When Herbert Fisk Johnson, Jr. commissioned Frank Lloyd Wright to design a new administration building for S.C. Johnson & Son, Inc., he was so delighted with the plan that he commissioned Wright to design his new home. Completed in 1939, Wright called the 14,000-foot creation Wingspread, because its four wings embrace the prairie, while the roof over the central Great Hall soars skyward.
Wingspread’s primary materials – Kasota limestone, red Streator Brick, tinted stucco, and unstained tidewater cypress – anchor the house to the earth, while its many windows and skylights open it to the heavens by admitting air, light and views of the sky and landscape.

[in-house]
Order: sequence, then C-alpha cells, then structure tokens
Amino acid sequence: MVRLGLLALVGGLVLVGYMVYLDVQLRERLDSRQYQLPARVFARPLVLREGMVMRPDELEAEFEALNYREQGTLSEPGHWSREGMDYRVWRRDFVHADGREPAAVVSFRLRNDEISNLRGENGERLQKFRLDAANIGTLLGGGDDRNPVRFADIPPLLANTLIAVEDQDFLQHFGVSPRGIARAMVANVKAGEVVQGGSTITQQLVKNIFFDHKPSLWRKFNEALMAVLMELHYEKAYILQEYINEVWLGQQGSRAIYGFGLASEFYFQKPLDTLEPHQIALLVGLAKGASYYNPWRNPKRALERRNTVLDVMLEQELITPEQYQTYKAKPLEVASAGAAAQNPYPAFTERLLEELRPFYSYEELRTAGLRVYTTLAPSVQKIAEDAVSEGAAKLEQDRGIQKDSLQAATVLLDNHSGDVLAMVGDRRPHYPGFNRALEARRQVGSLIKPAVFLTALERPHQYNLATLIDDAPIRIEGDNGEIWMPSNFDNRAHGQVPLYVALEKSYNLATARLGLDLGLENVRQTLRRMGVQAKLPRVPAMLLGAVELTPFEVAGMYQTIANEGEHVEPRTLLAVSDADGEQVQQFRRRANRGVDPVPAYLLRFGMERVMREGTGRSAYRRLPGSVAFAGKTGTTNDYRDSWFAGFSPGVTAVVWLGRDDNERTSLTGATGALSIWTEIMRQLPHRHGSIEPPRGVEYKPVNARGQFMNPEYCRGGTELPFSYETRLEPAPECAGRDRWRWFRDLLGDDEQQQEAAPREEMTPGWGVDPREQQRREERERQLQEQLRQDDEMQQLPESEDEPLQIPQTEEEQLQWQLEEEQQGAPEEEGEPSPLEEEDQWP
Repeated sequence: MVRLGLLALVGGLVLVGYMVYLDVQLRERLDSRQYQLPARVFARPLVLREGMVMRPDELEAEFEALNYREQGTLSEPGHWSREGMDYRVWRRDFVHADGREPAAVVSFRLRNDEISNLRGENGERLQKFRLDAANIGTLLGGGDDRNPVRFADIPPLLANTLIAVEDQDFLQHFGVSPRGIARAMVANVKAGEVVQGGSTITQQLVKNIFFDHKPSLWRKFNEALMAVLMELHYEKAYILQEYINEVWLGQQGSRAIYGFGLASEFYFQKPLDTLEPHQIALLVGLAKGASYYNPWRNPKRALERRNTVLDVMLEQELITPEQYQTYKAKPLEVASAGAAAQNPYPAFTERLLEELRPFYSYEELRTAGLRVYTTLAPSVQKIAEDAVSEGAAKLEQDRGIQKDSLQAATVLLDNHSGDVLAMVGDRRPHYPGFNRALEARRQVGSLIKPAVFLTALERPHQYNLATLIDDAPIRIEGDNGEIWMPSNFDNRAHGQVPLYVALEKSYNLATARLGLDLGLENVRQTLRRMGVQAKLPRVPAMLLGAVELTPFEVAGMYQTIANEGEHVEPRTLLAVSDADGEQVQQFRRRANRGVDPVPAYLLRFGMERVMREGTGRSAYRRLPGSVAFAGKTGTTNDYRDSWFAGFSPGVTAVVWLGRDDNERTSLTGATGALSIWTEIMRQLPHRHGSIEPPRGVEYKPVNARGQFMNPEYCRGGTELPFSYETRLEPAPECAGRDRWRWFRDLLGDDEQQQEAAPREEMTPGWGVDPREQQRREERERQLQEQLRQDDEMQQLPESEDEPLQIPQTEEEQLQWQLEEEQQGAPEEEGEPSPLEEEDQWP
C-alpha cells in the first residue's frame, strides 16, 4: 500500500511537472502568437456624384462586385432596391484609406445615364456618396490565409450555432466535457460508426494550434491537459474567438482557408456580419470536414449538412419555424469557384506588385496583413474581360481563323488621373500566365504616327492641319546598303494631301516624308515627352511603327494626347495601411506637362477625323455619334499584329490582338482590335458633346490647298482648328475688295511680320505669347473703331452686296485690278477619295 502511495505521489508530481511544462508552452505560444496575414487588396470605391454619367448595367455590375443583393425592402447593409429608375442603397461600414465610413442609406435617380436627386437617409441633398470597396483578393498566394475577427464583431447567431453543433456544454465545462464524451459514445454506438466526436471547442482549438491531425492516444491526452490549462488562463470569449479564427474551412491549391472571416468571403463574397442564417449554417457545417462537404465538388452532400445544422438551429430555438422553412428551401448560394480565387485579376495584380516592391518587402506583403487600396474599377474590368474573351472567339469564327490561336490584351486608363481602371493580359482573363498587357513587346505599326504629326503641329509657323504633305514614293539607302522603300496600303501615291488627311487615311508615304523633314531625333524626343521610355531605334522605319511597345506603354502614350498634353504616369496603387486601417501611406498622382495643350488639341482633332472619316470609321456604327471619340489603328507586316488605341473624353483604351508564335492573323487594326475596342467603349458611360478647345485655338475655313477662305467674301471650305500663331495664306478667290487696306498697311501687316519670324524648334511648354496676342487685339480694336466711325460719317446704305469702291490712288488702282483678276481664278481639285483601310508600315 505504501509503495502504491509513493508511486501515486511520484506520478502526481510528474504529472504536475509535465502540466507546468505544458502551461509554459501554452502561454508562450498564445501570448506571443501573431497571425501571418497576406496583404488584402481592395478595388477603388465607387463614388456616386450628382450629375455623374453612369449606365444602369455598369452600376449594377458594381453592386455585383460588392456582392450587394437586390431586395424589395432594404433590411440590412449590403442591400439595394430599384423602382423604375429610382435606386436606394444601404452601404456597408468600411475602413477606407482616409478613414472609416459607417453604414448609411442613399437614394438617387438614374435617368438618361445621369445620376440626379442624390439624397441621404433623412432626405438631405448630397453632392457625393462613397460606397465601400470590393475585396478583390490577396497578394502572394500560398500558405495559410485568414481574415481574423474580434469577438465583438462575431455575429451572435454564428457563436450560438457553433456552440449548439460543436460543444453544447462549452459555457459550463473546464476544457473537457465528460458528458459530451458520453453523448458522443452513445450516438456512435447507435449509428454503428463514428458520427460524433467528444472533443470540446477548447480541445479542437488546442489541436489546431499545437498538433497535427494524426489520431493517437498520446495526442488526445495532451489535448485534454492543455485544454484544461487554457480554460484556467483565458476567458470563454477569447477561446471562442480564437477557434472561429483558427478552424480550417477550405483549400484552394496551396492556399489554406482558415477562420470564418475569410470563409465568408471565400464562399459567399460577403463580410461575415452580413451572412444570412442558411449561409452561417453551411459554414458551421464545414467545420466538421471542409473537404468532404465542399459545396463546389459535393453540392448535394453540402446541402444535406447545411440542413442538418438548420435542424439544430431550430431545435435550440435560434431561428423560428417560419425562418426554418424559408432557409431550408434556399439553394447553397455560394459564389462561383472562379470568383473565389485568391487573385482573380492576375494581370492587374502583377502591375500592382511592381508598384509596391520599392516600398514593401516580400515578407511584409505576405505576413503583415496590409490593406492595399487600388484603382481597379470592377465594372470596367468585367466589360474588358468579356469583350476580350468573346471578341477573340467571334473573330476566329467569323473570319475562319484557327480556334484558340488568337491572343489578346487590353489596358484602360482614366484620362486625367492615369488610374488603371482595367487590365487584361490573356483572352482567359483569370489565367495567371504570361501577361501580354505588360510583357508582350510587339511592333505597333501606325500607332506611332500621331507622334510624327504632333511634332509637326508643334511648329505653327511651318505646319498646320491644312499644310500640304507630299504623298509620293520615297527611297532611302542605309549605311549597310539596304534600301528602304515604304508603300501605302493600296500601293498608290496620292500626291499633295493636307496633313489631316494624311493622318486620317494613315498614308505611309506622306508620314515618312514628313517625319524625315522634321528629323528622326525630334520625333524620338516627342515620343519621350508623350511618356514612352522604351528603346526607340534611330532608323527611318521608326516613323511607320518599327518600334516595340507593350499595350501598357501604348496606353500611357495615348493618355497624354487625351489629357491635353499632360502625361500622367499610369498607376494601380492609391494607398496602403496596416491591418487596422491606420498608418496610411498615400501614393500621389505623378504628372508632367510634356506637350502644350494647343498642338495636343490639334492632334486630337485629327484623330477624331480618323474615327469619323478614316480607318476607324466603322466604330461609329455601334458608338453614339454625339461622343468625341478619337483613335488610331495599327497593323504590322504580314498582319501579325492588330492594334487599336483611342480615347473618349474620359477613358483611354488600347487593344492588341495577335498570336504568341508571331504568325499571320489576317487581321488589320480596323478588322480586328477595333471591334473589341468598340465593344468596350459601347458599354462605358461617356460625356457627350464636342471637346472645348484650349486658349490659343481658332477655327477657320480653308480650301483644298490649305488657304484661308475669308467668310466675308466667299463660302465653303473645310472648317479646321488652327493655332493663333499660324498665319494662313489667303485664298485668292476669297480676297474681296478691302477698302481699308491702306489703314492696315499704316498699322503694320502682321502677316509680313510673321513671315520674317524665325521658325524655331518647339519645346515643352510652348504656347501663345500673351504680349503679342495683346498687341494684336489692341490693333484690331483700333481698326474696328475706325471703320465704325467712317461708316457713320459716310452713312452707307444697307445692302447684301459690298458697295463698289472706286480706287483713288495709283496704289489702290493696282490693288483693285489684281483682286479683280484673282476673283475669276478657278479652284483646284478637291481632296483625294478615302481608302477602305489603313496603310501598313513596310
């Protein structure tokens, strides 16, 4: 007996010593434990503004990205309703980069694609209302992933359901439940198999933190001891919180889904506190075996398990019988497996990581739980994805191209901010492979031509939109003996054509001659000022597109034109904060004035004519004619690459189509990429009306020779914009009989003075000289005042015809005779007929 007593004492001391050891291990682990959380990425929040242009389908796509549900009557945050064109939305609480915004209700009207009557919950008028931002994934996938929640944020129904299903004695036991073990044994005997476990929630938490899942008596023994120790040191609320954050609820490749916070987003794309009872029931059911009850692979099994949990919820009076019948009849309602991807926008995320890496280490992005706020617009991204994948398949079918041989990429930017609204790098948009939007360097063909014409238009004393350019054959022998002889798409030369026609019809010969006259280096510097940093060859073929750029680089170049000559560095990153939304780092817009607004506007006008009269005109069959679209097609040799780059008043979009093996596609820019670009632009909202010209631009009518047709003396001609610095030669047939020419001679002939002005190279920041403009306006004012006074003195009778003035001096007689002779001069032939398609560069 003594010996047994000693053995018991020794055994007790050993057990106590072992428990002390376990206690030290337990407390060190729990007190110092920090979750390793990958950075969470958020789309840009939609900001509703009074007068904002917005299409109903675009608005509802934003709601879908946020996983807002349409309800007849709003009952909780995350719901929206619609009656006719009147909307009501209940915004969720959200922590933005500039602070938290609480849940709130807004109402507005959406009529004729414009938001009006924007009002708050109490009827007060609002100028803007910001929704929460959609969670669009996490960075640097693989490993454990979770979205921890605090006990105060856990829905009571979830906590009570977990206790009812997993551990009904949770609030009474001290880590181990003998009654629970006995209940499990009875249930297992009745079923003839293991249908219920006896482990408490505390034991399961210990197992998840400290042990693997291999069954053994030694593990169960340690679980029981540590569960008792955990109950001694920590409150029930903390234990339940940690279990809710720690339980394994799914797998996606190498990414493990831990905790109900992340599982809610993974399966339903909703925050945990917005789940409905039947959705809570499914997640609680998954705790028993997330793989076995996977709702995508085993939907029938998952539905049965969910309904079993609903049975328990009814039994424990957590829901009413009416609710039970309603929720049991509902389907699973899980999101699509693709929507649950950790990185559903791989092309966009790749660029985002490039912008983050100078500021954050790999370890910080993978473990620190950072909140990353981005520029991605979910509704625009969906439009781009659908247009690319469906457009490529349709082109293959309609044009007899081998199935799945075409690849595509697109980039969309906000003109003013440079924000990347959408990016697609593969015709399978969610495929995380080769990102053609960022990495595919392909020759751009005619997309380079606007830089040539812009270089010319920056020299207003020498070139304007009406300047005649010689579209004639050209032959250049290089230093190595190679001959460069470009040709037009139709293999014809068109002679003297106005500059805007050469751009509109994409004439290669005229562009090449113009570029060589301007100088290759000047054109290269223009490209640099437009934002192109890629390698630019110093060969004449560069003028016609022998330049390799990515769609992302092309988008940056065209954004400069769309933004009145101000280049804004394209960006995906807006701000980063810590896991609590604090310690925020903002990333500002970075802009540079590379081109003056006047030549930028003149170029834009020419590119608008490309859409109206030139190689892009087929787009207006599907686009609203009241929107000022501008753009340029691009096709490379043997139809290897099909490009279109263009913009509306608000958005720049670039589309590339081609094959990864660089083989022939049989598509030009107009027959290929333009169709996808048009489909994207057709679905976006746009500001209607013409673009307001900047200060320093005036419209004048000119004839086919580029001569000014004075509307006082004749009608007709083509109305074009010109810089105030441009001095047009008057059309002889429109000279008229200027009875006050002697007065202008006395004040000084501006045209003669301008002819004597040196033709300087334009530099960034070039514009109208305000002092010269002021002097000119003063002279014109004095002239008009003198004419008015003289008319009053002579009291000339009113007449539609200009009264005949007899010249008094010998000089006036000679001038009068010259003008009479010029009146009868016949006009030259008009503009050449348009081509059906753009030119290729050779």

Frank Lloyd Wright’s drivers of form and function, site structure, timing, and context guide our approach to crafting an incomparably organic and dynamic meeting environment.
The U.S. Secretary of the Interior designated Wingspread as a National Historic Landmark in 1990.
“The building, as architecture, is born out of the heart of man, permanent consort to the ground, comrade to the trees, true reflection of man in the realm of his own spirit.” — Frank Lloyd Wright